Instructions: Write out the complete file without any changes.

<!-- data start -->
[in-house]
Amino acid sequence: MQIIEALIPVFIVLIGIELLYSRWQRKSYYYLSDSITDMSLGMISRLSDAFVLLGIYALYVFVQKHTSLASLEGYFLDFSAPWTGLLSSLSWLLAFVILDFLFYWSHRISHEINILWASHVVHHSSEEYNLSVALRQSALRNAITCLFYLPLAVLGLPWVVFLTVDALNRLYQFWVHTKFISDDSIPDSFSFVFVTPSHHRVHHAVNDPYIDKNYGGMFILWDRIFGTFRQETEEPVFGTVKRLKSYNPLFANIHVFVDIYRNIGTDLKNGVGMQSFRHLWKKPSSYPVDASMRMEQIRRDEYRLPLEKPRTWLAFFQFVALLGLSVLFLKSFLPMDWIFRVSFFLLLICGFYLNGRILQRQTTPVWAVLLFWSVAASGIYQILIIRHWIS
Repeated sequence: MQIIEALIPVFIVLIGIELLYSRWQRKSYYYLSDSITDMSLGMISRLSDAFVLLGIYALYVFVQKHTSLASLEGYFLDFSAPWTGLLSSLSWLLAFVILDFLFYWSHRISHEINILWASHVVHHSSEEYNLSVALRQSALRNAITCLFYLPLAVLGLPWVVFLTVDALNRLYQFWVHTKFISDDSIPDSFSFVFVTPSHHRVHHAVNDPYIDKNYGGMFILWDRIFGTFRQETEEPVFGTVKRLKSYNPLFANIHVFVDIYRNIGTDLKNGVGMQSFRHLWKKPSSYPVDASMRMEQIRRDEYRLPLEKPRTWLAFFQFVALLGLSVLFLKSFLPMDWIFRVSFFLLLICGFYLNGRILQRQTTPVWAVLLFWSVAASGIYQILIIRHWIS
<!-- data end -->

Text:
[in-house]
Amino acid sequence: MQIIEALIPVFIVLIGIELLYSRWQRKSYYYLSDSITDMSLGMISRLSDAFVLLGIYALYVFVQKHTSLASLEGYFLDFSAPWTGLLSSLSWLLAFVILDFLFYWSHRISHEINILWASHVVHHSSEEYNLSVALRQSALRNAITCLFYLPLAVLGLPWVVFLTVDALNRLYQFWVHTKFISDDSIPDSFSFVFVTPSHHRVHHAVNDPYIDKNYGGMFILWDRIFGTFRQETEEPVFGTVKRLKSYNPLFANIHVFVDIYRNIGTDLKNGVGMQSFRHLWKKPSSYPVDASMRMEQIRRDEYRLPLEKPRTWLAFFQFVALLGLSVLFLKSFLPMDWIFRVSFFLLLICGFYLNGRILQRQTTPVWAVLLFWSVAASGIYQILIIRHWIS
Repeated sequence: MQIIEALIPVFIVLIGIELLYSRWQRKSYYYLSDSITDMSLGMISRLSDAFVLLGIYALYVFVQKHTSLASLEGYFLDFSAPWTGLLSSLSWLLAFVILDFLFYWSHRISHEINILWASHVVHHSSEEYNLSVALRQSALRNAITCLFYLPLAVLGLPWVVFLTVDALNRLYQFWVHTKFISDDSIPDSFSFVFVTPSHHRVHHAVNDPYIDKNYGGMFILWDRIFGTFRQETEEPVFGTVKRLKSYNPLFANIHVFVDIYRNIGTDLKNGVGMQSFRHLWKKPSSYPVDASMRMEQIRRDEYRLPLEKPRTWLAFFQFVALLGLSVLFLKSFLPMDWIFRVSFFLLLICGFYLNGRILQRQTTPVWAVLLFWSVAASGIYQILIIRHWIS